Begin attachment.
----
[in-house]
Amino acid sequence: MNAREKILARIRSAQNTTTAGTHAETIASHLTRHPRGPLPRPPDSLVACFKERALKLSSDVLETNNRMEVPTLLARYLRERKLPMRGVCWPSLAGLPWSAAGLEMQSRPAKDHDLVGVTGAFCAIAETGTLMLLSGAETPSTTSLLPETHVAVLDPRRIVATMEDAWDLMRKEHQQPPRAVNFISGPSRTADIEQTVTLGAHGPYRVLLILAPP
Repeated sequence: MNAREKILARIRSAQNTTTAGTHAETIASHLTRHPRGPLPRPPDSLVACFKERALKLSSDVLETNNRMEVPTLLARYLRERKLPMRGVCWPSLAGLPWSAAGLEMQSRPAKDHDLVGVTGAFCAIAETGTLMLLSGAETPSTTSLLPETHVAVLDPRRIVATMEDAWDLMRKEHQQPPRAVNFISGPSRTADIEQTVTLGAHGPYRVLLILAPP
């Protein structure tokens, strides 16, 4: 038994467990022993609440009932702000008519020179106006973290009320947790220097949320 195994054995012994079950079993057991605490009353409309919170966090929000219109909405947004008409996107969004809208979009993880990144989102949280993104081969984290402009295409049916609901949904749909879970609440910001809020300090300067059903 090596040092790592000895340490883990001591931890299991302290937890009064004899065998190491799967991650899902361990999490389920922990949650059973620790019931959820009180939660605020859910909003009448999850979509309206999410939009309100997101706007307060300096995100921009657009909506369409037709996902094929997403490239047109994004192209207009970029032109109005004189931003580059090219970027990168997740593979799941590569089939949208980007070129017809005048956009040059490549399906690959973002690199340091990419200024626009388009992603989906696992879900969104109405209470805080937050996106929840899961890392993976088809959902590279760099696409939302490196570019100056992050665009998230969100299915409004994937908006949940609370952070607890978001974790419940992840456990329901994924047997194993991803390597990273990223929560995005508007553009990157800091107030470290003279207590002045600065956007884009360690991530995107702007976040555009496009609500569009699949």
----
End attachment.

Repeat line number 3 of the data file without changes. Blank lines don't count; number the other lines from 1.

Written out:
Repeated sequence: MNAREKILARIRSAQNTTTAGTHAETIASHLTRHPRGPLPRPPDSLVACFKERALKLSSDVLETNNRMEVPTLLARYLRERKLPMRGVCWPSLAGLPWSAAGLEMQSRPAKDHDLVGVTGAFCAIAETGTLMLLSGAETPSTTSLLPETHVAVLDPRRIVATMEDAWDLMRKEHQQPPRAVNFISGPSRTADIEQTVTLGAHGPYRVLLILAPP